What You Should Know About Compost Toxicity

By: Cyndi Ballard

Home composting continues to grow in popularity with gardeners and green-minded individuals alike. It’s a free and easy way to lower your carbon footprint, not to mention create plentiful produce and beautiful blooms by adding rich nutrients to your garden  soil.

Approximately 30% of what goes into the traditional trash bin, and subsequently the landfill, is compostable material. That includes yard & kitchen waste, like fruit and veggie scraps, coffee grounds, corn cobs, and eggshells.

If not handled properly, all those decomposing table scraps can lead to a smelly temptation many dogs cannot resist. Dogs are not known for their discretion when it comes to dietary choices, but ingesting moldy food can spell disaster for them. Most pet owners are unaware that the very same fungal microorganisms that create the perfect compost pile are also highly toxic for pets.

Aspen, a patient undergoing treatment for compost ingestion. Aspen is in a medical coma to reduce muscle tremors and prevent seizures, and is receiving IV fluids and other supportive medications. We are monitoring his heart rate, blood oxygen levels, and urine output, as well as providing 100% oxygen to breathe.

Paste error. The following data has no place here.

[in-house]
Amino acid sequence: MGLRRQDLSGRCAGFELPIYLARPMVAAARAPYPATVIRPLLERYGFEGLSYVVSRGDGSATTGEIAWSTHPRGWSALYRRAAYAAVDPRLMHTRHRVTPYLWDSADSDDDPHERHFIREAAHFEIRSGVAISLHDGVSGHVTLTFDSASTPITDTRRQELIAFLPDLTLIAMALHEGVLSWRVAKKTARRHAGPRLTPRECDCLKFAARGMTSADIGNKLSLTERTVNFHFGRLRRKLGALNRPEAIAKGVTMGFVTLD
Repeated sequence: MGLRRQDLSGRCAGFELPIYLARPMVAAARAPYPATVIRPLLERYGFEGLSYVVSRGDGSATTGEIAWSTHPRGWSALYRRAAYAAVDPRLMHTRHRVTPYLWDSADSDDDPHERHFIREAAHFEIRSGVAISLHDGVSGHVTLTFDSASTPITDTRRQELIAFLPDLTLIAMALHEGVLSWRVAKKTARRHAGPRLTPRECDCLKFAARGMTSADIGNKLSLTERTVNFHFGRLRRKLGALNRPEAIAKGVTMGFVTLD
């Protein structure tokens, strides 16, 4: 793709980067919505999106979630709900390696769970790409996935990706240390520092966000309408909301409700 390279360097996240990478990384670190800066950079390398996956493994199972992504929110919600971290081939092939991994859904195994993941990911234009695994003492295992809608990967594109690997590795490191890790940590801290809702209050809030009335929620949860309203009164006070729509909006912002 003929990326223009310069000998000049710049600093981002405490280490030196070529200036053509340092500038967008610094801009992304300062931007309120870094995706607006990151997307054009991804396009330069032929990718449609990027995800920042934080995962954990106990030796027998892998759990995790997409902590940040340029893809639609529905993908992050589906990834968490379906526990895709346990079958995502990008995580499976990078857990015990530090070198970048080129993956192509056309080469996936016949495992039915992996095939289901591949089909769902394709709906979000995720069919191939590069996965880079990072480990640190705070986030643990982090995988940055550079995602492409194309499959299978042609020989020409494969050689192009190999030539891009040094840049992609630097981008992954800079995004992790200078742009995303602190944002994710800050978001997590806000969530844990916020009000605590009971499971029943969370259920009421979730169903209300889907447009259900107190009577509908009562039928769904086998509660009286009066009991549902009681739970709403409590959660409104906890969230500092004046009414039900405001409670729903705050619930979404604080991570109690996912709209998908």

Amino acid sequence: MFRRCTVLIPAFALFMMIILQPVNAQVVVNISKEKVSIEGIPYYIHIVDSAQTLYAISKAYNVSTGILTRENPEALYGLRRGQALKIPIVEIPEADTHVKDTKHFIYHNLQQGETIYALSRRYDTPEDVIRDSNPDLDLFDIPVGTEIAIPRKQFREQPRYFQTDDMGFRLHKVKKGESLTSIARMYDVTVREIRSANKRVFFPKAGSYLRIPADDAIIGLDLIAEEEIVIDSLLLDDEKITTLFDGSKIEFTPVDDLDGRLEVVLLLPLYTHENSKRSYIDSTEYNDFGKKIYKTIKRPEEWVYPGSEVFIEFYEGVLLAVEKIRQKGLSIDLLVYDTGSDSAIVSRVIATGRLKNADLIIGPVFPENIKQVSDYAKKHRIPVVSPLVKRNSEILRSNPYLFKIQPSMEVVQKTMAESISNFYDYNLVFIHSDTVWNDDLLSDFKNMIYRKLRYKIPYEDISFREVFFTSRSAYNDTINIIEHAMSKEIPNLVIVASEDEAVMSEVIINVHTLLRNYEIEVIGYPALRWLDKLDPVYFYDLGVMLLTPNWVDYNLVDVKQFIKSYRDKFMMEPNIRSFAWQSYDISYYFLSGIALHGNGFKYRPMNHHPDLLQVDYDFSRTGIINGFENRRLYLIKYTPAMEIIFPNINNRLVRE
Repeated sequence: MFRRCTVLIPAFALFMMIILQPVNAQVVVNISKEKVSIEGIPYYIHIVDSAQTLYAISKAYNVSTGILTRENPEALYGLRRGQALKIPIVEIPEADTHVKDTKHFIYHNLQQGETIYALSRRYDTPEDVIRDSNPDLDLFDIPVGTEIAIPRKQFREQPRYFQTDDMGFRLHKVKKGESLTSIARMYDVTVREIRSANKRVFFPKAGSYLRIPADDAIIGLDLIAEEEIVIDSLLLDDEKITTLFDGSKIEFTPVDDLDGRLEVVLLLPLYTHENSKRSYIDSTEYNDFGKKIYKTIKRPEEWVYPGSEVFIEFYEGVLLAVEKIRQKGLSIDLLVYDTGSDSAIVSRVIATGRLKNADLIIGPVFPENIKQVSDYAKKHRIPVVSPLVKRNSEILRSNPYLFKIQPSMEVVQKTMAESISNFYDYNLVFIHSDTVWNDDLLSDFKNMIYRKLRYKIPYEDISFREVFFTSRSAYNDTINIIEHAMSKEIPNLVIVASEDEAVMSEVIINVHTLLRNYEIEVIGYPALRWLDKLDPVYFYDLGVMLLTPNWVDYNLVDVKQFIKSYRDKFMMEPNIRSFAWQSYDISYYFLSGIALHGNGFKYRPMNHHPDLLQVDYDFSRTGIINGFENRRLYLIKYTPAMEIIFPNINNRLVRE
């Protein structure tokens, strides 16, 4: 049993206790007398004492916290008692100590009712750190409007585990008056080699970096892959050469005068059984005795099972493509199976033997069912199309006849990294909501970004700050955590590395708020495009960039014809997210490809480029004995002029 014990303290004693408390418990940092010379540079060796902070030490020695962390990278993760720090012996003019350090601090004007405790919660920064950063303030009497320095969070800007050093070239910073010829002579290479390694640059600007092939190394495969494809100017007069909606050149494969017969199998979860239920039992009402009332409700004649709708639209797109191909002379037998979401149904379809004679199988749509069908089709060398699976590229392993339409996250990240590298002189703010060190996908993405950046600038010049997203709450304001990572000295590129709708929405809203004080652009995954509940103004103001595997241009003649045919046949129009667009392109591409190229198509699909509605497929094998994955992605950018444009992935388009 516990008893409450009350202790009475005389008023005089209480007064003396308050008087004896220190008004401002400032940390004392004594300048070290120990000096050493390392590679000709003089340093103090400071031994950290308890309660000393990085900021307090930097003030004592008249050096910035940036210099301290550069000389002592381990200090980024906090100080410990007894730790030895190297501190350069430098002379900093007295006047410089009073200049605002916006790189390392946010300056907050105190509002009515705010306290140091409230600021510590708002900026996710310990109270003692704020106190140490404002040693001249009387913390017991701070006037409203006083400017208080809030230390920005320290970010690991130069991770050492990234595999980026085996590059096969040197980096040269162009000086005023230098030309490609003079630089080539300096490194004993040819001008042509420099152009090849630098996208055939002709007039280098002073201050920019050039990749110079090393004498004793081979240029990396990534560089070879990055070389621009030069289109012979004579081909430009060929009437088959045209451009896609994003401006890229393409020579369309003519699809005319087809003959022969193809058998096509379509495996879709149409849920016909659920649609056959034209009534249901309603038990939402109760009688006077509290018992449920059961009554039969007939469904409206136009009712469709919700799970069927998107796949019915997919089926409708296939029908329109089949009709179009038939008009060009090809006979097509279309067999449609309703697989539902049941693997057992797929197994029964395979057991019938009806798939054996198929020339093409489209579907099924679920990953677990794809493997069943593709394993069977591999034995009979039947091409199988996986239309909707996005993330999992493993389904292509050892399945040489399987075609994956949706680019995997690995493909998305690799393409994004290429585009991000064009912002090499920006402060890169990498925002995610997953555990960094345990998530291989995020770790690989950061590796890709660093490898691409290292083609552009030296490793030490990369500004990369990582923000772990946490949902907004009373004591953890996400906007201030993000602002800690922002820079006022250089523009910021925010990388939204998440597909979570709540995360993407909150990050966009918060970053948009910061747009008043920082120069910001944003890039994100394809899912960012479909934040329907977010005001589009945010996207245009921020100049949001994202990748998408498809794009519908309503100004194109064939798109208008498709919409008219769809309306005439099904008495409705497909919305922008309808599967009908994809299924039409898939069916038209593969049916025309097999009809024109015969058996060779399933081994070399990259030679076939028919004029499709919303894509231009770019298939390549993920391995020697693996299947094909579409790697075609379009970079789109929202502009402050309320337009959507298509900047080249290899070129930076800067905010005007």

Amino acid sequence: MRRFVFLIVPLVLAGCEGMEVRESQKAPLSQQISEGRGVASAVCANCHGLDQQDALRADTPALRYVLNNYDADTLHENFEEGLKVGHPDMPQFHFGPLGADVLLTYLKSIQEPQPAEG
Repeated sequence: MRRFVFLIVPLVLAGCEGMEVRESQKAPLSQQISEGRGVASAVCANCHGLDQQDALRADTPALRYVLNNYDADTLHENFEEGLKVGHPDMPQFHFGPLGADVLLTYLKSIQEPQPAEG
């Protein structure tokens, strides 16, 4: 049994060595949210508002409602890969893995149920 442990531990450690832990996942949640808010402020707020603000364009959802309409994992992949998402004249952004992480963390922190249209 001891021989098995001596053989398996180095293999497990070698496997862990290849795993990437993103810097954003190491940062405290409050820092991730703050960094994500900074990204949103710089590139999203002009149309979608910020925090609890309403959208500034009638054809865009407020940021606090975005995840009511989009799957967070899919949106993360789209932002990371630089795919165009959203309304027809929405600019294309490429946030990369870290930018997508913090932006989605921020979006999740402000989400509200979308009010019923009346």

The organisms are fungal neurotoxins, meaning they primarily affect the animal’s central nervous system (the brain and spinal cord). Signs of toxicity show up about 30 minutes to 3 hours after ingestion and can persist up to 48 hours. The early signs typically include vomiting, hyperactivity, weakness, muscle tremors and rigidity. Later it can evolve into severe tremors, seizures, hyperthermia and metabolic changes.

The illness can be life-threatening, so if your dog has ingested spoiled food or compost and shows any of these signs, he needs veterinary attention immediately. The treatment aims to stabilize the animal, control the tremors or seizures, and eliminate the toxin from their body.

Aspen after being allowed to wake up from the medical coma. Ready to go home!

But never fear, composting and pets can happily coexist with a few safety measures in place:

1. Avoid letting your dog roam unattended, especially if he is a known dumpster diver.

2. Instead of using a compost heap on the ground, choose a solid compost container and secure it from pets.

3. Each time you add a layer of kitchen scraps to your pile, add some leaves or grass clippings on top to lessen the odors.

4. Avoid adding overly smelly items like meat, bones, fish scraps, dairy, fats and oils. Not only will your neighbors appreciate the effort, but it will lessen the temptation for curious critters of all types.

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